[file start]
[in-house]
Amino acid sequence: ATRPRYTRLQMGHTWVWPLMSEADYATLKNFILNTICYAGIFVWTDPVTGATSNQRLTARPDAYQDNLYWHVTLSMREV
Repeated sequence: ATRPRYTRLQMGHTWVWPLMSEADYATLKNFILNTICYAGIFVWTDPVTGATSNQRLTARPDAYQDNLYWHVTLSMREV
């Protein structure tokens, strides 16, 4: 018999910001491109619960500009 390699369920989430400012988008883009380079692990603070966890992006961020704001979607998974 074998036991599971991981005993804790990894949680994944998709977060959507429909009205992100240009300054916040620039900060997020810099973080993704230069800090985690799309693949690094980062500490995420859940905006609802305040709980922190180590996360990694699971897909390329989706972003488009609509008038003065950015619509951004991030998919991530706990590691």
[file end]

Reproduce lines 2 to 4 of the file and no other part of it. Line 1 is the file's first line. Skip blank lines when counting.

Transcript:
Amino acid sequence: ATRPRYTRLQMGHTWVWPLMSEADYATLKNFILNTICYAGIFVWTDPVTGATSNQRLTARPDAYQDNLYWHVTLSMREV
Repeated sequence: ATRPRYTRLQMGHTWVWPLMSEADYATLKNFILNTICYAGIFVWTDPVTGATSNQRLTARPDAYQDNLYWHVTLSMREV
């Protein structure tokens, strides 16, 4: 018999910001491109619960500009 390699369920989430400012988008883009380079692990603070966890992006961020704001979607998974 074998036991599971991981005993804790990894949680994944998709977060959507429909009205992100240009300054916040620039900060997020810099973080993704230069800090985690799309693949690094980062500490995420859940905006609802305040709980922190180590996360990694699971897909390329989706972003488009609509008038003065950015619509951004991030998919991530706990590691």